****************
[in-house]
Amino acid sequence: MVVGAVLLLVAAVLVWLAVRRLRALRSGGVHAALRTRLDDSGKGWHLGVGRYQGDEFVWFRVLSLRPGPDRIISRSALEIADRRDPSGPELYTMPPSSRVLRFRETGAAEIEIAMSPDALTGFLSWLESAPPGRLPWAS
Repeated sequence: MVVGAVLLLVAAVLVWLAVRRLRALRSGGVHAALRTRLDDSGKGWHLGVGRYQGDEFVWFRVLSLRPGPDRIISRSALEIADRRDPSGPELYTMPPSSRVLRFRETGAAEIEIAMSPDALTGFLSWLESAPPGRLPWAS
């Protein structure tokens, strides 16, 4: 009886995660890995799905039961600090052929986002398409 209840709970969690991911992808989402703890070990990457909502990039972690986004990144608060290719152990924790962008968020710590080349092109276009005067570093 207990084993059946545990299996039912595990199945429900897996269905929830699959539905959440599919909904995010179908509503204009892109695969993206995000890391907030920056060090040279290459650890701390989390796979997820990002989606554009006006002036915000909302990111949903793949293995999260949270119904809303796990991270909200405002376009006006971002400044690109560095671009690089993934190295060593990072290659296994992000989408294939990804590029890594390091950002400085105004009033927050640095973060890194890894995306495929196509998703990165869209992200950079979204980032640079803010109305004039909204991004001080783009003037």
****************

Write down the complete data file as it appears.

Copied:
[in-house]
Amino acid sequence: MVVGAVLLLVAAVLVWLAVRRLRALRSGGVHAALRTRLDDSGKGWHLGVGRYQGDEFVWFRVLSLRPGPDRIISRSALEIADRRDPSGPELYTMPPSSRVLRFRETGAAEIEIAMSPDALTGFLSWLESAPPGRLPWAS
Repeated sequence: MVVGAVLLLVAAVLVWLAVRRLRALRSGGVHAALRTRLDDSGKGWHLGVGRYQGDEFVWFRVLSLRPGPDRIISRSALEIADRRDPSGPELYTMPPSSRVLRFRETGAAEIEIAMSPDALTGFLSWLESAPPGRLPWAS
């Protein structure tokens, strides 16, 4: 009886995660890995799905039961600090052929986002398409 209840709970969690991911992808989402703890070990990457909502990039972690986004990144608060290719152990924790962008968020710590080349092109276009005067570093 207990084993059946545990299996039912595990199945429900897996269905929830699959539905959440599919909904995010179908509503204009892109695969993206995000890391907030920056060090040279290459650890701390989390796979997820990002989606554009006006002036915000909302990111949903793949293995999260949270119904809303796990991270909200405002376009006006971002400044690109560095671009690089993934190295060593990072290659296994992000989408294939990804590029890594390091950002400085105004009033927050640095973060890194890894995306495929196509998703990165869209992200950079979204980032640079803010109305004039909204991004001080783009003037």